October 30, 2020
  • 1:43 pm COVID-19 Creating Winter Challenges for State DOTs
  • 1:36 pm FCC Plans November Vote to Open 5.9 GHz Spectrum
  • 1:29 pm AASHTO to Examine Election Impact on Transportation at Annual Meeting
  • 1:28 pm Two Reports Offer COVID-19 Transit Recovery Advice
  • 1:22 pm Transportation Cases Await Newest Supreme Court Justice
 

A massive boulder weighing some 1,150 tons – some 2.3 million pounds – tumbled down about 1,000 feet on May 24 as part of a major rock slide that ended up blocking a section of the two-lane highway linking the Colorado towns of Cortez and Telluride.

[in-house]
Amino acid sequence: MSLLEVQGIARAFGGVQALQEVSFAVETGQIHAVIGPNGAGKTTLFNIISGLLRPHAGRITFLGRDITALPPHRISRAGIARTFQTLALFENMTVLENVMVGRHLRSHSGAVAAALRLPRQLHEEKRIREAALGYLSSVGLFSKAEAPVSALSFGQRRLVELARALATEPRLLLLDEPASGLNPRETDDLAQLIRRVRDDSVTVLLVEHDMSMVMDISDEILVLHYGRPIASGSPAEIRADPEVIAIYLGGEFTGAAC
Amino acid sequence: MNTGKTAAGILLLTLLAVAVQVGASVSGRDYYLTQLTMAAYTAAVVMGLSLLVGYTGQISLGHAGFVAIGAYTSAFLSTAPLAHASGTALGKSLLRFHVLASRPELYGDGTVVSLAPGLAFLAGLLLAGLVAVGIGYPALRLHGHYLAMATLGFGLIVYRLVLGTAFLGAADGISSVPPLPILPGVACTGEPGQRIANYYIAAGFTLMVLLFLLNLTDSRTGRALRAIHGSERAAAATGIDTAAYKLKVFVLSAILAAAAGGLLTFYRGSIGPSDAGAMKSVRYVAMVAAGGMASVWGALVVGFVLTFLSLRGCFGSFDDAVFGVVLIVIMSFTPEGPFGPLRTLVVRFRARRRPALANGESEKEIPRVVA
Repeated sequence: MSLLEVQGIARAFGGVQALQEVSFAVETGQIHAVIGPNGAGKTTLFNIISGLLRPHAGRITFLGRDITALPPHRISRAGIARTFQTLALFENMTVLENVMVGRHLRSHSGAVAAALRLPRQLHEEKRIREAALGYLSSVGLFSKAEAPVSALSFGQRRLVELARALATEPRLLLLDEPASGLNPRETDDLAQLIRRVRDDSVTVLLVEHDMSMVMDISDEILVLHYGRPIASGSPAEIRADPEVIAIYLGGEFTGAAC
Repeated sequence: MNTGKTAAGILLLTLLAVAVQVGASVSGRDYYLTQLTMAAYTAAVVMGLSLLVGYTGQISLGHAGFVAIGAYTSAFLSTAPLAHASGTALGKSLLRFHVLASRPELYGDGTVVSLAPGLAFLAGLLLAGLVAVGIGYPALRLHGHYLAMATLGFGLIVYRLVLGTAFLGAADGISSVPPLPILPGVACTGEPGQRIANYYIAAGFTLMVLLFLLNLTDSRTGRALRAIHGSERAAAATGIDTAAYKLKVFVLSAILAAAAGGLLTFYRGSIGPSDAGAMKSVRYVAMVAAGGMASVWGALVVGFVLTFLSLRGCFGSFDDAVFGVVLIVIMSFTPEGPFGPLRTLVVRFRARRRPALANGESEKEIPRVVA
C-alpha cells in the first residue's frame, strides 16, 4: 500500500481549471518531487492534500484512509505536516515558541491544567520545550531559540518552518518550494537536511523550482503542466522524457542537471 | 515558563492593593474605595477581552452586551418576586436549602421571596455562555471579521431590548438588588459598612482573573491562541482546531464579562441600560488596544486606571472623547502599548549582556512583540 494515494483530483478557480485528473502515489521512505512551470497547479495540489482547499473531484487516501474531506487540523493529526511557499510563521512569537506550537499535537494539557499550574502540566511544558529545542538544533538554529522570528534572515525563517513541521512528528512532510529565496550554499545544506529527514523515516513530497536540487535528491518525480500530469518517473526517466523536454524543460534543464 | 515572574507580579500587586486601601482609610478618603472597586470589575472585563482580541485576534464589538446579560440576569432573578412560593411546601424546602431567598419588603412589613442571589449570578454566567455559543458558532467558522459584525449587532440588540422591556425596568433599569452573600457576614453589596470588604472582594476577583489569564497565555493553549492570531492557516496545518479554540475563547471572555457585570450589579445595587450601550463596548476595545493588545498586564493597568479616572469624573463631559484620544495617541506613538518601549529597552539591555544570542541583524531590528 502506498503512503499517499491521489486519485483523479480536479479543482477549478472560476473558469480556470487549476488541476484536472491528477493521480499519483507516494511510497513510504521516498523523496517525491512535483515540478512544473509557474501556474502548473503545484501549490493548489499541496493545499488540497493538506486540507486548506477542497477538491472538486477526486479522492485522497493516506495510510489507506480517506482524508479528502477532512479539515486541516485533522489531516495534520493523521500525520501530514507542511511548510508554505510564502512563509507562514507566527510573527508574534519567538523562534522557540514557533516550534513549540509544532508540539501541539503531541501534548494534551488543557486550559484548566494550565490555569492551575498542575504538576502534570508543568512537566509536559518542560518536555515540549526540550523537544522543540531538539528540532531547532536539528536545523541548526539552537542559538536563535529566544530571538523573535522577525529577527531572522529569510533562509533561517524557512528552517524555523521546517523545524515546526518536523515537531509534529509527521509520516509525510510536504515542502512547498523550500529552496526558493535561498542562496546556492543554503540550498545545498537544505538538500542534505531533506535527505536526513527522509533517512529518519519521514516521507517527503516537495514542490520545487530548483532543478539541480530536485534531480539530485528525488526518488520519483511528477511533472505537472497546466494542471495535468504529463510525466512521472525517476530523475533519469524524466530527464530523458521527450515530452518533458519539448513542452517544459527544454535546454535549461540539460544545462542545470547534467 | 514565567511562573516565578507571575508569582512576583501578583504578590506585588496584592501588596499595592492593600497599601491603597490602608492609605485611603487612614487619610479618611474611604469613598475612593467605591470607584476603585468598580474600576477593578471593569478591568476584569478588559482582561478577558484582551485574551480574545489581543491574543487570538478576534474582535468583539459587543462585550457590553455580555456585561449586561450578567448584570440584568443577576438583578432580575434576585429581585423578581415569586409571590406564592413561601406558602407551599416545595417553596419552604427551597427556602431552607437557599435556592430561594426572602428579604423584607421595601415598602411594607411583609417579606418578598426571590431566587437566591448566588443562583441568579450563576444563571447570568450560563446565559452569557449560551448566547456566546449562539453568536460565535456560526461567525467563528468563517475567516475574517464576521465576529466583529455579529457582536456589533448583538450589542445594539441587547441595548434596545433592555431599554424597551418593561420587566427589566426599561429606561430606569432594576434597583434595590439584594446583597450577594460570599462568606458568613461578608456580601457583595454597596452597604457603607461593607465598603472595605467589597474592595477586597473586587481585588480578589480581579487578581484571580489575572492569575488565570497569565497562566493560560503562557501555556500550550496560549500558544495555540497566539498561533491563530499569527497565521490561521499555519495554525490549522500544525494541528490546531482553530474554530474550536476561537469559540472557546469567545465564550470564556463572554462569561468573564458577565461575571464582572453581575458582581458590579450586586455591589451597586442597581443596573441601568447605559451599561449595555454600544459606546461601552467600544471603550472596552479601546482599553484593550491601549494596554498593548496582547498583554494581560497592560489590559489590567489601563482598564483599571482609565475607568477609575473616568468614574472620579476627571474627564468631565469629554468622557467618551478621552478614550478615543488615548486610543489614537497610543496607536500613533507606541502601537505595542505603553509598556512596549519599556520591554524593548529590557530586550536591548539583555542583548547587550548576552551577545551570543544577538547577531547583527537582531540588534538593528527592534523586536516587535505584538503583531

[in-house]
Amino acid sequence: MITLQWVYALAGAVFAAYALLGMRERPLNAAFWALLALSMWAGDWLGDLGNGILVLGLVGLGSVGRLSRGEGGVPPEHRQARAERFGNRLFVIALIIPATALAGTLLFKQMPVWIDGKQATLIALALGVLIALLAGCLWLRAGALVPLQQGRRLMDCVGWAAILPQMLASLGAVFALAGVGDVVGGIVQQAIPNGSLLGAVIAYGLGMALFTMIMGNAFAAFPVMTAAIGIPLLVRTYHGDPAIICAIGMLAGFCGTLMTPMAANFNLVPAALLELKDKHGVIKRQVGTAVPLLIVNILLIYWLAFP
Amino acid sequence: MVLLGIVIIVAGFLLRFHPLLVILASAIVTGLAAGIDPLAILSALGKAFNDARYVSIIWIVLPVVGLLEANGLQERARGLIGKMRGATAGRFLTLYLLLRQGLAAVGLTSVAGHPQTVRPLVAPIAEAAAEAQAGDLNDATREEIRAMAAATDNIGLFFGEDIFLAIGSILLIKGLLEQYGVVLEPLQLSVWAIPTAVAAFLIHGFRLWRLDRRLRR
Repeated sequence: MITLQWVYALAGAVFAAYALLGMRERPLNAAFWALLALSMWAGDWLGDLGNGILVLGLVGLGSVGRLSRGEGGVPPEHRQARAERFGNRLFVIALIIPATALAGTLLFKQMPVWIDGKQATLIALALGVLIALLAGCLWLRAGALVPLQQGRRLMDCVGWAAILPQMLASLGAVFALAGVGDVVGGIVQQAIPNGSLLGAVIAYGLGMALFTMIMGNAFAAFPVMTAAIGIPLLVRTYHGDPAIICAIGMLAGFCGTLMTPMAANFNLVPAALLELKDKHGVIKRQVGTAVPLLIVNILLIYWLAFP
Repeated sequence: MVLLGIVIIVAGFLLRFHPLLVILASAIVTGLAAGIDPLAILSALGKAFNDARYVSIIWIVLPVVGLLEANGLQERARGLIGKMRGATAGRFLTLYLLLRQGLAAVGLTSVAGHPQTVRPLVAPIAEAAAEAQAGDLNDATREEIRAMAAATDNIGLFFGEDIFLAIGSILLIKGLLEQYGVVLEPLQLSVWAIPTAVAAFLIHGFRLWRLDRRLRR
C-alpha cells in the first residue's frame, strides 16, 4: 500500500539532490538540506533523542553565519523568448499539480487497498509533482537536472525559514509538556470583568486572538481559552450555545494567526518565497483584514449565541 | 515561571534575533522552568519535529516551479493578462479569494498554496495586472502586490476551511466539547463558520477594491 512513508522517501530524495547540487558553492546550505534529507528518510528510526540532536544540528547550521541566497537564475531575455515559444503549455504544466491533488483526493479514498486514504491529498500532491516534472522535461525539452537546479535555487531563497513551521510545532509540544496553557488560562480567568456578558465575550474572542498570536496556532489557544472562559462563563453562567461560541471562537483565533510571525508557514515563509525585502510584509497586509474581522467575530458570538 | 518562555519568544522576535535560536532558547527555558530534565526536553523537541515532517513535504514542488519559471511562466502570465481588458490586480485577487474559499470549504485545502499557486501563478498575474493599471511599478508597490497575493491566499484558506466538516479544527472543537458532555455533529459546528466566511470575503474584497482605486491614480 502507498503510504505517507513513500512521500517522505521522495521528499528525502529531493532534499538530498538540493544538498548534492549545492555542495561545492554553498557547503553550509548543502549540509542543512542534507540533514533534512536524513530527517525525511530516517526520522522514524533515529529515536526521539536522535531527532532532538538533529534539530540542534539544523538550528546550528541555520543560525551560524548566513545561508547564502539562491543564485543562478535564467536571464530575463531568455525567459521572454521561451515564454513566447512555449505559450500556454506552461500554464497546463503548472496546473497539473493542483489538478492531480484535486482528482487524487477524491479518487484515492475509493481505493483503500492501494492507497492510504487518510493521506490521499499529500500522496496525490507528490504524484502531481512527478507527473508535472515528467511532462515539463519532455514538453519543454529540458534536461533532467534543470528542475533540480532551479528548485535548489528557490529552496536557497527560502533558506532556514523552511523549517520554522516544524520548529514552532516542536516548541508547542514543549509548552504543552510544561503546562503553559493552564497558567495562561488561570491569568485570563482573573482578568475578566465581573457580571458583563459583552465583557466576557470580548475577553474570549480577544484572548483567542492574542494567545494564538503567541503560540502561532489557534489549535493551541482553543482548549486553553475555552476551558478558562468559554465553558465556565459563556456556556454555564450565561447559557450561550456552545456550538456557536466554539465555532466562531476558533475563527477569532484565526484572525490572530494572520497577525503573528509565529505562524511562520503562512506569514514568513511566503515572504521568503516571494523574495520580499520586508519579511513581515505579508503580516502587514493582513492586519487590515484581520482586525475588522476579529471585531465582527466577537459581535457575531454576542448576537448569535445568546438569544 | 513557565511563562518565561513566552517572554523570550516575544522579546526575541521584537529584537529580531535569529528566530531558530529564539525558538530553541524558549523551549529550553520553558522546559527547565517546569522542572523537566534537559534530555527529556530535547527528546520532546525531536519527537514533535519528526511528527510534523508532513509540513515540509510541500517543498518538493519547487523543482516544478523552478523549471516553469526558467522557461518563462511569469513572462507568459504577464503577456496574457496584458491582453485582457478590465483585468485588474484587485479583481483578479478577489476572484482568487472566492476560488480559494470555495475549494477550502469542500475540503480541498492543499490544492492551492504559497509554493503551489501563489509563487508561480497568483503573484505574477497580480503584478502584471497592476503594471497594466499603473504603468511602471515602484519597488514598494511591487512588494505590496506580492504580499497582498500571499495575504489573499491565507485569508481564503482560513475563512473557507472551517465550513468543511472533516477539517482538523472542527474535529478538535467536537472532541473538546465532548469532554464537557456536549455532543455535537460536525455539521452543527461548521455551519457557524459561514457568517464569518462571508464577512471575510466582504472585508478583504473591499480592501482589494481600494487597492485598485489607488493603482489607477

The boulder proved so large that the Colorado Department of Transportation used explosives to pulverize it so it and other debris from the rock slide could be cleared from the roadway.

The agency added that a second 8.5-million-pound boulder rolled across the highway, leaving in its wake a wide 8-foot-deep trench in the road’s surface it filled in and repaired.

The Colorado DOT noted on its Facebook page that its maintenance division had to build a temporary dirt road as part of a detour around the rockslide area, as that two-lane highway is the only direct surface transportation between the towns of Cortez and Telluride. That dirt-road detour – controlled by a portable stoplight array – allows for one-lane alternating traffic around the rock fall area.

editor@aashto.org

RELATED ARTICLES
%d bloggers like this: